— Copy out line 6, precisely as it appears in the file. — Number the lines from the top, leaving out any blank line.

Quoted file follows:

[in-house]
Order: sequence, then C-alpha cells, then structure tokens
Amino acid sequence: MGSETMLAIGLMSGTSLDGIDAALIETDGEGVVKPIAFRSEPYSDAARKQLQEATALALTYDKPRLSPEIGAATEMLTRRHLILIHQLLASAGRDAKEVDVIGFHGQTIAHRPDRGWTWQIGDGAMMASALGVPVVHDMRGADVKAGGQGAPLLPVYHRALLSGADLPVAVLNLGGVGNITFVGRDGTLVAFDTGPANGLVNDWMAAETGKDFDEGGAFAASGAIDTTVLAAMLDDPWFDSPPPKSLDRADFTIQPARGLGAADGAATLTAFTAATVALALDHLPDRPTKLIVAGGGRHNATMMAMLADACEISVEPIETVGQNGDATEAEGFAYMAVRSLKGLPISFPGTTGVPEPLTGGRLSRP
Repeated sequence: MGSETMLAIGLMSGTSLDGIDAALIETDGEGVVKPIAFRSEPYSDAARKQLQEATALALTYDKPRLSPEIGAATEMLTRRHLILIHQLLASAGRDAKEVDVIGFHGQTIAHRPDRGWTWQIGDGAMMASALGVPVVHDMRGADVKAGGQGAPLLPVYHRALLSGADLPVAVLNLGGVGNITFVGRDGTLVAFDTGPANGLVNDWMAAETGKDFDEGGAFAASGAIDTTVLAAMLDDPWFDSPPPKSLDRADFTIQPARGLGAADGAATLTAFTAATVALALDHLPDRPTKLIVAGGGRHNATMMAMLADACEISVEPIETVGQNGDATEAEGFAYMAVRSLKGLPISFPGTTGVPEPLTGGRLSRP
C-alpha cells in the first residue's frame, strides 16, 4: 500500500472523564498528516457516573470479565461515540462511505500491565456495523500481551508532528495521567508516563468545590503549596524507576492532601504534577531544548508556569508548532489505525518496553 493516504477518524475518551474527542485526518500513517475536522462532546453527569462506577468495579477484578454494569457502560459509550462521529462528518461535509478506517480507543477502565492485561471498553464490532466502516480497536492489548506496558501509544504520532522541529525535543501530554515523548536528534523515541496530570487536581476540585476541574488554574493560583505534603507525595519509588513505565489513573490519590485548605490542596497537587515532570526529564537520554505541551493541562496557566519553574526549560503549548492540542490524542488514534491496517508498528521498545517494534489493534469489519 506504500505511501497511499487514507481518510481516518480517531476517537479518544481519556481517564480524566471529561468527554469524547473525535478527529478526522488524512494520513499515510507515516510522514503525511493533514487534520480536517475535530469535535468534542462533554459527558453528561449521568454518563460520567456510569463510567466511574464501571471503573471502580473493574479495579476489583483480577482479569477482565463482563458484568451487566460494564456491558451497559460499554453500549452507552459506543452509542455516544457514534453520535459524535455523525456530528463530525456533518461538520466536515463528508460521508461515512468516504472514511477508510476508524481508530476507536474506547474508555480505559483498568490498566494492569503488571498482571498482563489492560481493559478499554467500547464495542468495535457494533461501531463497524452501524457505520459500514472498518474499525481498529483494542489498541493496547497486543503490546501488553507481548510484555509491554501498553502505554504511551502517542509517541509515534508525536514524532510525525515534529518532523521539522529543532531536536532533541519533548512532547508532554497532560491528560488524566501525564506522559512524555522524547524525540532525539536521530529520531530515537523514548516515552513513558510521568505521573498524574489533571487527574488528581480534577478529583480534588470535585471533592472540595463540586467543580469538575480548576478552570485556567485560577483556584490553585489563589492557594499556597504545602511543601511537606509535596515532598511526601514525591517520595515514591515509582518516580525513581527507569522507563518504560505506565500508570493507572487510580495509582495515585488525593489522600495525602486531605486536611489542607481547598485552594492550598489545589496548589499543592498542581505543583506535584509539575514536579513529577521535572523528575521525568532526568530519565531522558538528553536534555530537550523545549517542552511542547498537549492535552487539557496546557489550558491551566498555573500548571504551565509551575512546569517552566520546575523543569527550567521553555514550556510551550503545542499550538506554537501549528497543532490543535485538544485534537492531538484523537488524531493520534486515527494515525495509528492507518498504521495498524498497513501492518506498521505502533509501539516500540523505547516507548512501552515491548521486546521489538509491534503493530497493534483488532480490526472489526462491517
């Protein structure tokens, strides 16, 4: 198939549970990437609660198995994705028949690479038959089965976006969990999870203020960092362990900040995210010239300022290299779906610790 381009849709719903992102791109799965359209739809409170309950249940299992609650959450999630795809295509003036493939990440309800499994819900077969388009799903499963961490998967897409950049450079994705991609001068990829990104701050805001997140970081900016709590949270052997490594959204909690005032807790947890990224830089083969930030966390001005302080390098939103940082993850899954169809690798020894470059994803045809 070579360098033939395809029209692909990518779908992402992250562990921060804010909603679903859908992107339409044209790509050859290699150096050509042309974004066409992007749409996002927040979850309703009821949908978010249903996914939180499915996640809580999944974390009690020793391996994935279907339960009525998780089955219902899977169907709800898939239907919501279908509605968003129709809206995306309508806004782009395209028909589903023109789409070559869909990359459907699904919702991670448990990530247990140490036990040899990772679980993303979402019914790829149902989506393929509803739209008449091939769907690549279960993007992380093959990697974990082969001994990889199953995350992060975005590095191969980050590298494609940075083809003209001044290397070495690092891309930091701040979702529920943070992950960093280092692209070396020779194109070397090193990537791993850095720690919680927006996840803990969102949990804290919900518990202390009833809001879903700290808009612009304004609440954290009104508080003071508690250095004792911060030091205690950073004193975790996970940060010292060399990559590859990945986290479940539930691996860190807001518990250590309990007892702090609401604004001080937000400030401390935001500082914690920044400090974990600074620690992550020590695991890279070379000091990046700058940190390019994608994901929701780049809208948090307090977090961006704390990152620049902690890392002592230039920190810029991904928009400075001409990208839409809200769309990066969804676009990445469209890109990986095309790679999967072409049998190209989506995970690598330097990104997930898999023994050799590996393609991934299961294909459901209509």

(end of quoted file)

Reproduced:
């Protein structure tokens, strides 16, 4: 198939549970990437609660198995994705028949690479038959089965976006969990999870203020960092362990900040995210010239300022290299779906610790 381009849709719903992102791109799965359209739809409170309950249940299992609650959450999630795809295509003036493939990440309800499994819900077969388009799903499963961490998967897409950049450079994705991609001068990829990104701050805001997140970081900016709590949270052997490594959204909690005032807790947890990224830089083969930030966390001005302080390098939103940082993850899954169809690798020894470059994803045809 070579360098033939395809029209692909990518779908992402992250562990921060804010909603679903859908992107339409044209790509050859290699150096050509042309974004066409992007749409996002927040979850309703009821949908978010249903996914939180499915996640809580999944974390009690020793391996994935279907339960009525998780089955219902899977169907709800898939239907919501279908509605968003129709809206995306309508806004782009395209028909589903023109789409070559869909990359459907699904919702991670448990990530247990140490036990040899990772679980993303979402019914790829149902989506393929509803739209008449091939769907690549279960993007992380093959990697974990082969001994990889199953995350992060975005590095191969980050590298494609940075083809003209001044290397070495690092891309930091701040979702529920943070992950960093280092692209070396020779194109070397090193990537791993850095720690919680927006996840803990969102949990804290919900518990202390009833809001879903700290808009612009304004609440954290009104508080003071508690250095004792911060030091205690950073004193975790996970940060010292060399990559590859990945986290479940539930691996860190807001518990250590309990007892702090609401604004001080937000400030401390935001500082914690920044400090974990600074620690992550020590695991890279070379000091990046700058940190390019994608994901929701780049809208948090307090977090961006704390990152620049902690890392002592230039920190810029991904928009400075001409990208839409809200769309990066969804676009990445469209890109990986095309790679999967072409049998190209989506995970690598330097990104997930898999023994050799590996393609991934299961294909459901209509």